Our elementary program consists of 2 homeroom classrooms at each grade-level. Each homeroom is designed for 20 to 21 students with one lead teacher. Kindergarten through 2nd-grade classrooms have one associate teacher each; the 3rd-, 4th-, and 5th-grade classes share one associate teacher per level.
In these homeroom classes, students delve into core subjects like literacy and mathematics. Resource specialists teach library, music, physical education, science, Spanish, technology, and visual art. Instruction in emotional intelligence is core to our academic approach and is woven throughout the curriculum. Weekly interdisciplinary learning takes place on our CONNECT Fridays.
In addition to lead, associate, and specialist teachers, students are supported by 3 learning specialists – one focused on the ELC, one on our K–2 learners, and one for our 3–5 students – a Student Wellness Manager focused on emotional intelligence instruction, and two grade-level directors who oversee curricular development and faculty growth.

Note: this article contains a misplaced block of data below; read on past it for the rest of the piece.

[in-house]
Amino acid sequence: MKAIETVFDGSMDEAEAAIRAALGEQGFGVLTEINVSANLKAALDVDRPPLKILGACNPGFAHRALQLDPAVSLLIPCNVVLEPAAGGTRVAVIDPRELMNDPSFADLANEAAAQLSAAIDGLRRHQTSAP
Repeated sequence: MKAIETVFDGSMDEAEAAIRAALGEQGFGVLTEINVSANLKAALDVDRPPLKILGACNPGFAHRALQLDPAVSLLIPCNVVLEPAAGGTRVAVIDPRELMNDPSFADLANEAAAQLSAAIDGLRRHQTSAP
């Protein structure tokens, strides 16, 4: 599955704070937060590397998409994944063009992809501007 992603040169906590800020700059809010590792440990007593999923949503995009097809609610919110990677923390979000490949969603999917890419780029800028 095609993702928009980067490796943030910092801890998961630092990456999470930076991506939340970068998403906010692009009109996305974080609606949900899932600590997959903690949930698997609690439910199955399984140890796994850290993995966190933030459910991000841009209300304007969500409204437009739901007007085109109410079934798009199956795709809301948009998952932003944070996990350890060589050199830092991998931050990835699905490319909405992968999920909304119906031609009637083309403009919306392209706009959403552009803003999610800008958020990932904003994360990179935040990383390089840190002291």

- Individualized, personally meaningful learning: workshop-, lab-, and project-based approaches are inquiry-based, hands-on, and connected to genuine interests.
- Students are empowered as agents of their own progress, with a vested interest in their intellectual and personal growth.
- Vibrant, dynamic activities and active investigations are typical across all areas of the curriculum.
- Collaboration and respect for different perspectives are key components for successful team- and community-building.
Best of Both Worlds
- Strong academics and practice in emotional intelligence are thoroughly integrated, modeled, and practiced throughout each day.